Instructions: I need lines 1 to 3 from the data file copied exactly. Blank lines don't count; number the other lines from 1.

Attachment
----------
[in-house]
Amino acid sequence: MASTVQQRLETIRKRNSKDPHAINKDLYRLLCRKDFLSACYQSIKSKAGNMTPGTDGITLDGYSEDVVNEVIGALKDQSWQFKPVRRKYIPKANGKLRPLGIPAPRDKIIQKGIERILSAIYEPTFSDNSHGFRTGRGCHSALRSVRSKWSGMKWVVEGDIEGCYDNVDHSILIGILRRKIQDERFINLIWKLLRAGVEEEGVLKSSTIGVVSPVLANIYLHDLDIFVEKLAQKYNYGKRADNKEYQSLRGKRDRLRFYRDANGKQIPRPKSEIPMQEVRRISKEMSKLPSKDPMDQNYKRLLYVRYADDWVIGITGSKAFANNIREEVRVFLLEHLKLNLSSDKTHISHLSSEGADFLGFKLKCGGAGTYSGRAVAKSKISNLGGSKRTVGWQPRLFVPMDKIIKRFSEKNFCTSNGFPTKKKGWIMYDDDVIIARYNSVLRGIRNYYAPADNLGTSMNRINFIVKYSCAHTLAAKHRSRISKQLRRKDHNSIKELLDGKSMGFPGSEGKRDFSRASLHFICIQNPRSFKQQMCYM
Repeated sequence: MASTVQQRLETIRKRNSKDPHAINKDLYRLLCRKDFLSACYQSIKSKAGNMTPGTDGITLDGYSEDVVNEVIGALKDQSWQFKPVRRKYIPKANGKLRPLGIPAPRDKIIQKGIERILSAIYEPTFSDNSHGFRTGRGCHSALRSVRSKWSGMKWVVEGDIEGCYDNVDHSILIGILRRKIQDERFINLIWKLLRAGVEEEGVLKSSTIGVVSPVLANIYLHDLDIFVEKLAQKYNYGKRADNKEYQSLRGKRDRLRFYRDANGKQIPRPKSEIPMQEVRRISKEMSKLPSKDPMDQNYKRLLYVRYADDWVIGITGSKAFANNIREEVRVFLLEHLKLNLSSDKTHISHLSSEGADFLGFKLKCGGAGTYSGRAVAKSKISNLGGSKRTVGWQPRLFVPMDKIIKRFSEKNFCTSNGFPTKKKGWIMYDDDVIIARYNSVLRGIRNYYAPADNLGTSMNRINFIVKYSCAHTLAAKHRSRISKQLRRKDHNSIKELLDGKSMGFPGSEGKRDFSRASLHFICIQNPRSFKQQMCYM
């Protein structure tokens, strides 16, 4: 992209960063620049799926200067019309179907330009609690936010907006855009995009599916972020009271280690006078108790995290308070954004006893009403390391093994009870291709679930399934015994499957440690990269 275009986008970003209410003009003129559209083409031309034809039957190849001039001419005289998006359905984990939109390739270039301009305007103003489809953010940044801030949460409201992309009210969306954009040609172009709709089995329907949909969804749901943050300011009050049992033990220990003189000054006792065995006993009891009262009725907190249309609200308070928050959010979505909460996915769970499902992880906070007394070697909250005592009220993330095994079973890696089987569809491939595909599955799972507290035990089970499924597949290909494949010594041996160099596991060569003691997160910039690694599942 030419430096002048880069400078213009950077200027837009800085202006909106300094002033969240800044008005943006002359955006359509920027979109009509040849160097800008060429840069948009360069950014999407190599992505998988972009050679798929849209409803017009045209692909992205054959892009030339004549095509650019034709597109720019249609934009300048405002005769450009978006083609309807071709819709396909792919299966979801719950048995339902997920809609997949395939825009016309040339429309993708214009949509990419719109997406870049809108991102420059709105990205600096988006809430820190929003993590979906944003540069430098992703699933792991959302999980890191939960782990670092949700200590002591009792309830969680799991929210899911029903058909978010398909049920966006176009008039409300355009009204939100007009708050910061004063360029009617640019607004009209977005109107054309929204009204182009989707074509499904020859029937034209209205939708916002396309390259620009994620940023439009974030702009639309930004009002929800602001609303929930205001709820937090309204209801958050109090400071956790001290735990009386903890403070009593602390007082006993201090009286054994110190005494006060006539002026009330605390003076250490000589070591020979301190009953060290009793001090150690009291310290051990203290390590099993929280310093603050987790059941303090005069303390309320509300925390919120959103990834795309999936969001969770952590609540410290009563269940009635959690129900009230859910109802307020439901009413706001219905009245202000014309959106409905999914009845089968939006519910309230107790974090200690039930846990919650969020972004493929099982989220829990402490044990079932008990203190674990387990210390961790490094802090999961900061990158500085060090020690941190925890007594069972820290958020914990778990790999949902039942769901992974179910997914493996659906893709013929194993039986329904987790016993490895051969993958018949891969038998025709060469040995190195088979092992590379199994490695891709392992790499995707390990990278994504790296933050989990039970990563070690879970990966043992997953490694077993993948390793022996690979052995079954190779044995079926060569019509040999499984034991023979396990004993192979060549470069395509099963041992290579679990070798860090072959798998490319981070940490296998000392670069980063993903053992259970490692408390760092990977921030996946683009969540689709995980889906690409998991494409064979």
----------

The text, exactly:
[in-house]
Amino acid sequence: MASTVQQRLETIRKRNSKDPHAINKDLYRLLCRKDFLSACYQSIKSKAGNMTPGTDGITLDGYSEDVVNEVIGALKDQSWQFKPVRRKYIPKANGKLRPLGIPAPRDKIIQKGIERILSAIYEPTFSDNSHGFRTGRGCHSALRSVRSKWSGMKWVVEGDIEGCYDNVDHSILIGILRRKIQDERFINLIWKLLRAGVEEEGVLKSSTIGVVSPVLANIYLHDLDIFVEKLAQKYNYGKRADNKEYQSLRGKRDRLRFYRDANGKQIPRPKSEIPMQEVRRISKEMSKLPSKDPMDQNYKRLLYVRYADDWVIGITGSKAFANNIREEVRVFLLEHLKLNLSSDKTHISHLSSEGADFLGFKLKCGGAGTYSGRAVAKSKISNLGGSKRTVGWQPRLFVPMDKIIKRFSEKNFCTSNGFPTKKKGWIMYDDDVIIARYNSVLRGIRNYYAPADNLGTSMNRINFIVKYSCAHTLAAKHRSRISKQLRRKDHNSIKELLDGKSMGFPGSEGKRDFSRASLHFICIQNPRSFKQQMCYM
Repeated sequence: MASTVQQRLETIRKRNSKDPHAINKDLYRLLCRKDFLSACYQSIKSKAGNMTPGTDGITLDGYSEDVVNEVIGALKDQSWQFKPVRRKYIPKANGKLRPLGIPAPRDKIIQKGIERILSAIYEPTFSDNSHGFRTGRGCHSALRSVRSKWSGMKWVVEGDIEGCYDNVDHSILIGILRRKIQDERFINLIWKLLRAGVEEEGVLKSSTIGVVSPVLANIYLHDLDIFVEKLAQKYNYGKRADNKEYQSLRGKRDRLRFYRDANGKQIPRPKSEIPMQEVRRISKEMSKLPSKDPMDQNYKRLLYVRYADDWVIGITGSKAFANNIREEVRVFLLEHLKLNLSSDKTHISHLSSEGADFLGFKLKCGGAGTYSGRAVAKSKISNLGGSKRTVGWQPRLFVPMDKIIKRFSEKNFCTSNGFPTKKKGWIMYDDDVIIARYNSVLRGIRNYYAPADNLGTSMNRINFIVKYSCAHTLAAKHRSRISKQLRRKDHNSIKELLDGKSMGFPGSEGKRDFSRASLHFICIQNPRSFKQQMCYM